Storytelling

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Description of Storytelling. Explanation.

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StorytellingDefinition Storytelling. Description.


Storytelling is the ancient art of portraying real or fictitious events in words, images, and sounds. People in all times and places have told stories and storytelling is even considered to be a fundamental aspect of humanity. But a conscious narrative approach with a business purpose, to such things as strategy formulation, organizational transformation, knowledge management, corporate identity formulation, marketing mechanism and as a leadership style is still relatively new. Although it clearly is a very effective way to influence, engage, motivate and spark people into action.


Stories use verbal pictures to create interest, add variety, and change the pace of a discussion. Stories can make dull speeches sparkle and can help bridge the gap between data and knowledge. They can be used to present anecdotal evidence, clarify a point, support a point of view and to crystallize ideas.


There are many kinds of stories, such as fables, parables, myths, and legends. Stories are of many moods, such as humorous, inspirational, educative, frightening, tragic, romantic.


According to Stephen Dunning, author of The Springboard, How Storytelling Ignites Action in Knowledge-Era Organizations (2000), "Storytelling gets inside the minds of the individuals who collectively make up the organization and affects how they think, worry, wonder, agonize and dream about themselves and in the process create and recreate their organization. Storytelling enables individuals in an organization to see themselves and the organization in a different light, and accordingly take decisions and change their behavior in accordance with these new perceptions, insights and identities".


Storytelling in Strategy formulation. History

Pierre Wack, a French oil executive with a personal affinity for Indian mystics, realized that strategy as it had been practiced in The Western world -- straight-line extrapolations from the past, forecasts captured in three-ring binders -- did little to frame the choices that would define the future. In his view, the true role of strategy was to describe a future worth creating -- and then to reap the competitive advantages of preparing for it and making it happen. Strategy, in other words, was about telling stories. Under Wack's influence, Royal Dutch/Shell learned the art of strategy as storytelling -- creating scenarios about the future.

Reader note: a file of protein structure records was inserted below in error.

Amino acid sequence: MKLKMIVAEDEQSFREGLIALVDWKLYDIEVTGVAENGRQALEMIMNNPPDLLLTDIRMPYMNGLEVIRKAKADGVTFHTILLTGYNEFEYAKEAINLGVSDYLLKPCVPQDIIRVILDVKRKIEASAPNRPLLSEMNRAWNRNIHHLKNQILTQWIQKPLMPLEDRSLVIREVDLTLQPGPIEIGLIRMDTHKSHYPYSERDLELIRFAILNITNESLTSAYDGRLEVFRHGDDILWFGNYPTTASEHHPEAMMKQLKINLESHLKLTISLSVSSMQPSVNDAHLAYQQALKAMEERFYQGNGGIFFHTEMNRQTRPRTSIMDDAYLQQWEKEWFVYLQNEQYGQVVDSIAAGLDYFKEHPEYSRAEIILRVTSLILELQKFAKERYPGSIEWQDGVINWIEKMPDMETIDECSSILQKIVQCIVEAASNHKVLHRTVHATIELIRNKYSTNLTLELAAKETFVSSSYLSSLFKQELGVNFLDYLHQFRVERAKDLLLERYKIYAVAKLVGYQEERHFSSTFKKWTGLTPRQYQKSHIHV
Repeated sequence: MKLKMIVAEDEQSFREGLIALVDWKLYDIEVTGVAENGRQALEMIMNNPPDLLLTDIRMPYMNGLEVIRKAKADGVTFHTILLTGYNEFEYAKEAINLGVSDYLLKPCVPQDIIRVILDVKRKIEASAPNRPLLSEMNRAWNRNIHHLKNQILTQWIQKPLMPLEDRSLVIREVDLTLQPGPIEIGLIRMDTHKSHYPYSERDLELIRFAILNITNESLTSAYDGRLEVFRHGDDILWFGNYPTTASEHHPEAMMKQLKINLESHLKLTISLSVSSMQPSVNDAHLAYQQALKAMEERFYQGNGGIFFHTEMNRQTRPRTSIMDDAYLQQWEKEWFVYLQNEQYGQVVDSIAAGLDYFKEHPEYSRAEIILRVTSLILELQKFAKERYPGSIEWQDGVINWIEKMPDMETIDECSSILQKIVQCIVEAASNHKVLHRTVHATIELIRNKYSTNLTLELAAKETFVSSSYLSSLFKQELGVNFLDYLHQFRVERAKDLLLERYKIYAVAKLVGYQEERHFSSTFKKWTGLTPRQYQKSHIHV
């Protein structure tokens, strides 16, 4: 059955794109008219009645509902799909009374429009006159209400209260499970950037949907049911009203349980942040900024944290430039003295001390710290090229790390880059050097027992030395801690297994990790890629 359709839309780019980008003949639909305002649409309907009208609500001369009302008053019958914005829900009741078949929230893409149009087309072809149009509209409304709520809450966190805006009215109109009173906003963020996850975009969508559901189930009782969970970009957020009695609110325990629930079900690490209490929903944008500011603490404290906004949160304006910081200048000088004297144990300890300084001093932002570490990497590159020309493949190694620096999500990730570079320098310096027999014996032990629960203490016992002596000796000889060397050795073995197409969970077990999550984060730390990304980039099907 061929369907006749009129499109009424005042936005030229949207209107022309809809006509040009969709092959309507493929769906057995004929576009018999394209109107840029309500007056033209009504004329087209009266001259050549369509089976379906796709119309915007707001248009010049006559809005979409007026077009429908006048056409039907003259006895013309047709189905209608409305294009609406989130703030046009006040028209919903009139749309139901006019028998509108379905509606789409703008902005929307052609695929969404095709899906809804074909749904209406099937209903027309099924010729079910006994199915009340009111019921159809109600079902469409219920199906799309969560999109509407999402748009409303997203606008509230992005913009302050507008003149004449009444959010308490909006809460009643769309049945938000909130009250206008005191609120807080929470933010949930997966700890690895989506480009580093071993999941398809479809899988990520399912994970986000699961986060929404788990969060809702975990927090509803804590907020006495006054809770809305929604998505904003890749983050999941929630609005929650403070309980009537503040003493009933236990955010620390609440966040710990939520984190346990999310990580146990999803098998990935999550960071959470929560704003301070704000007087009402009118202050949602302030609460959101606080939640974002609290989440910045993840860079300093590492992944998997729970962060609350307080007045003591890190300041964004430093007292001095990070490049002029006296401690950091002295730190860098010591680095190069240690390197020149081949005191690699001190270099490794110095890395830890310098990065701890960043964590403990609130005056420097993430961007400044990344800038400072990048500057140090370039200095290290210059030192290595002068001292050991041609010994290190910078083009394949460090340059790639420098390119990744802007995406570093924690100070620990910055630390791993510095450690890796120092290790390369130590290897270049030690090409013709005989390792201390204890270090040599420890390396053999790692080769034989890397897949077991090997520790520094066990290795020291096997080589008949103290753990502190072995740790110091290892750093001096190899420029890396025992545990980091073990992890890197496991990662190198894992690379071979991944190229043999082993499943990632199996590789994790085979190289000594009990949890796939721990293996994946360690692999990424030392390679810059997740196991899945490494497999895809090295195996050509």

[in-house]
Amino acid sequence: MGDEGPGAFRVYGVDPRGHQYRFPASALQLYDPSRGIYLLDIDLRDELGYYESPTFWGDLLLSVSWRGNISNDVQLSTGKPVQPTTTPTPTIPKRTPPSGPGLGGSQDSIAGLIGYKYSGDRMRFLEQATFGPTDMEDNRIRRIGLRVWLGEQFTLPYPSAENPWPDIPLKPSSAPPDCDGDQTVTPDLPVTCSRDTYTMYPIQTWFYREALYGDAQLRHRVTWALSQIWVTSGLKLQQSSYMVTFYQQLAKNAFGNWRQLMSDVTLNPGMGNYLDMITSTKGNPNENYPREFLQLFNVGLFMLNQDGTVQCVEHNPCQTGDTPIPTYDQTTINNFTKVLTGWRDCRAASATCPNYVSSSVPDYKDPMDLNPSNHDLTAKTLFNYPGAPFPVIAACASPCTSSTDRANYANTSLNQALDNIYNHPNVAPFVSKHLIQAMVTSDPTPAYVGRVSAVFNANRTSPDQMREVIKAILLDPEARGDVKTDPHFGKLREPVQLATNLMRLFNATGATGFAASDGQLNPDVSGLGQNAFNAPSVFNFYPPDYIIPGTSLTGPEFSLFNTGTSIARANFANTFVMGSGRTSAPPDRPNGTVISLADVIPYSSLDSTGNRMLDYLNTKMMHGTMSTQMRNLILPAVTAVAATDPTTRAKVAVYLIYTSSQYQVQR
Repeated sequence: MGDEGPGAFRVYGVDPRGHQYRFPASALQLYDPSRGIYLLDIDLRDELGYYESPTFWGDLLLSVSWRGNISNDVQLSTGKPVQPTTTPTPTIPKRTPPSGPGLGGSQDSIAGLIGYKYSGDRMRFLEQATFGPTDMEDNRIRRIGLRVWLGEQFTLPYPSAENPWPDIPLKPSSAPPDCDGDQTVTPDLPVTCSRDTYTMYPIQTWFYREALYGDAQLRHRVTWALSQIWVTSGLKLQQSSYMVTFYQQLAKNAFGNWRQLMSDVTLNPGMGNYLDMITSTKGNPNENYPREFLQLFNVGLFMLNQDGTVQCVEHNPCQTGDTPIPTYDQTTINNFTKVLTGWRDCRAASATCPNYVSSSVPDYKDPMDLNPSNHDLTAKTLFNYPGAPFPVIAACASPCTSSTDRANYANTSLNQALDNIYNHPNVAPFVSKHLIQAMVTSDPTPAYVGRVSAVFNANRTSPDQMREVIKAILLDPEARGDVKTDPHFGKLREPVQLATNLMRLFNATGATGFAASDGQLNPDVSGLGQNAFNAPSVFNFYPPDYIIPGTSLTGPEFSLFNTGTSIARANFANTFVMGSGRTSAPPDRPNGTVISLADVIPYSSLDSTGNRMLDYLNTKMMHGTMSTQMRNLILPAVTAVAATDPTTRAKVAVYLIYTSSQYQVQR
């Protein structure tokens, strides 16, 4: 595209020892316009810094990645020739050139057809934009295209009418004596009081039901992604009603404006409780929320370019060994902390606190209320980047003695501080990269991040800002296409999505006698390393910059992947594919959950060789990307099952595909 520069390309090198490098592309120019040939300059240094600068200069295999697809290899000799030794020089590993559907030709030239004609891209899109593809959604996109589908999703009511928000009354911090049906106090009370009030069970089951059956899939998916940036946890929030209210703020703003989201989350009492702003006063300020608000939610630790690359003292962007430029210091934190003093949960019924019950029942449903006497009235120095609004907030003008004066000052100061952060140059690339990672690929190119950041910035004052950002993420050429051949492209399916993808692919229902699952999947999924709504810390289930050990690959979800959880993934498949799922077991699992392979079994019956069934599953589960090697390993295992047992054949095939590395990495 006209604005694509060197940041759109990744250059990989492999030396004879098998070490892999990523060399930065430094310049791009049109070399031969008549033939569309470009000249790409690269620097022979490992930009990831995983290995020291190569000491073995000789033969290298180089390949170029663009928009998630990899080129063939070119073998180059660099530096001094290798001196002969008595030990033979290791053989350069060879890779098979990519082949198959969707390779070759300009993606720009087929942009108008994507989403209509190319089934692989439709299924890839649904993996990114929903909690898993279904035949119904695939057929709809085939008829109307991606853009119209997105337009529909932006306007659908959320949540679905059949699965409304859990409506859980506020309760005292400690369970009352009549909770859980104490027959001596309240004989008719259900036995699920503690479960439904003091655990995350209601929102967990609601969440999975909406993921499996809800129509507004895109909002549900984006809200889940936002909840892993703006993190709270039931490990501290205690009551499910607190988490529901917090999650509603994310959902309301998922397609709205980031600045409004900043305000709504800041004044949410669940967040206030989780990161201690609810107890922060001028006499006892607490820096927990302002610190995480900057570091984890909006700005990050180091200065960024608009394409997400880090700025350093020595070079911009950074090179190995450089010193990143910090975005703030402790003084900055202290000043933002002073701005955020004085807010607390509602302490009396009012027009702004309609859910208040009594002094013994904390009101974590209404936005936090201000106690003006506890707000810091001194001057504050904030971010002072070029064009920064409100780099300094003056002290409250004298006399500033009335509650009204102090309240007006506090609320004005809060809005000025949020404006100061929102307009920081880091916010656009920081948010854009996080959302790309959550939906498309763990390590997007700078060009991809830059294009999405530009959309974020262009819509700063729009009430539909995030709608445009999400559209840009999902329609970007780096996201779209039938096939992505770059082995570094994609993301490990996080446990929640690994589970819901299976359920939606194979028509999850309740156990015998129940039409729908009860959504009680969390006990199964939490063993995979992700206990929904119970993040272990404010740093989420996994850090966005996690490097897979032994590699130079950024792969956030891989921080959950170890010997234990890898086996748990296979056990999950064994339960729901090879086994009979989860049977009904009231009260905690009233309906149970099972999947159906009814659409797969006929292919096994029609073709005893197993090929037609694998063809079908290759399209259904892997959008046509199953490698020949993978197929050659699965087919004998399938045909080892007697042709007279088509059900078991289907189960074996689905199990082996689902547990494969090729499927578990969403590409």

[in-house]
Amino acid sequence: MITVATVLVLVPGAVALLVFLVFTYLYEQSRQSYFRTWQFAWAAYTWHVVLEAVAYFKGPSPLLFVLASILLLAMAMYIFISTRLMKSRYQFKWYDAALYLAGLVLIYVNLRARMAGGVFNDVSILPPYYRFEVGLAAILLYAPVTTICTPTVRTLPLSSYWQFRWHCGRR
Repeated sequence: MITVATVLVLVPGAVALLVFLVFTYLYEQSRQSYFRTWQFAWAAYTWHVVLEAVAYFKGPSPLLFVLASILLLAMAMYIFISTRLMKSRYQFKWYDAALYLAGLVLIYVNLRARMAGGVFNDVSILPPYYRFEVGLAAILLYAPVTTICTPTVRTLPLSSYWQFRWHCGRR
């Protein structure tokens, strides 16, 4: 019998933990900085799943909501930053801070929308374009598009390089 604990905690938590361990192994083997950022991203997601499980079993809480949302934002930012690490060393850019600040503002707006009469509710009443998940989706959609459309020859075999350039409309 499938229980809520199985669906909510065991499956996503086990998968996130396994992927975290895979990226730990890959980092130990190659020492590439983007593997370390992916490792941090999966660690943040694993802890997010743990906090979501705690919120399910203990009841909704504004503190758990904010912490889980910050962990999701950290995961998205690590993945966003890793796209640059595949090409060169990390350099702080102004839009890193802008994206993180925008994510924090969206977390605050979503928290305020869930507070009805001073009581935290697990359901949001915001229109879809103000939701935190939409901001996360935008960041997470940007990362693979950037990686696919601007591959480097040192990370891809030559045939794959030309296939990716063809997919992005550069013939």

Steve Jobs StorytellingSteps in Storytelling. Basics and Process

The comprehensive FAQ on Storytelling by Tim Sheppard offers the following useful advice:

  1. Pretend you're confident. Don't apologize as you start, either with words or a cowed body.
  2. Relax, breathe, play. It's a fun game that everyone wants to play with you, not an ordeal.
  3. Tell in your own words. If you try to memorize the words of the story, you set yourself up for failure and confusion. Just remember the few lines of plot, and feel free to let them come out differently - no matter how hard you try the story you learned won't be the story you tell. Let your imagination work - that's what will create the magic, not your feats of memory.
  4. If you get stuck, keep going. Don't frown, curse, stop, or apologize. Simply describe details of sounds, colors, smells, clothes, atmosphere etc. to play for time - this is also a psychological trick because it stimulates your imagination and mental images, and keeps your energy up, which are the best way to trigger your memory. Or stay silent and still engaged with people's eyes and they'll think it's a dramatic pause, as you let inspiration return (don't look at the floor to remember). Nobody but you knows what you were going to say, so they will never spot your departures from it - there are no 'mistakes'. New improvised details or observations can be gems to keep in for next time.
  5. Keep your stories to ten minutes long or less, to begin with. Time yourself beforehand - just three pages in a book might end up taking 15 minutes to tell. It takes much more skill both to keep people's level of attention and to control the pacing through longer stories.
  6. Take time to finish. Look at people, smile, and listen to their applause - do not run away or gesture to dismiss it, the applause is their chance to give you something back, and the instinctive hiding gestures that most people fall into appear as a little insulting. Accept that they liked it!

Strengths of Storytelling. Benefits

  • Natural.

  • Easy.

  • Entertaining.

  • Energizing. See also: Charismatic Leadership

  • Help to understand complexity.

  • Can enhance or change perceptions.

  • Easy to remember.

  • Inherently non-adversarial and non-hierarchical.

  • Can bypass normal defense mechanisms and engage our feelings.


Storytelling Special Interest Group


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Storytelling Forum  

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Resources - Storytelling

Introduction to Organizational Culture and Climate

 

Storytelling for Leaders and Senior Managers

 

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Speech Steve Jobs on Connecting the Dots

 
 

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Compare with: Management Metaphors  |  EPIC ADVISERS  |  Vision Statement  |  Appreciative Inquiry  |  Tacit Knowledge  |  Changing Organization Cultures  |  Action Learning  |  Scenario Planning  |  Framing  |  Cognitive Bias  |  Positioning  |  Strategy Maps  |  Mind Mapping  |  Active Listening  |  Covert Leadership  |  Spiral of Silence  |  Core Groups  |  Strategic Vision

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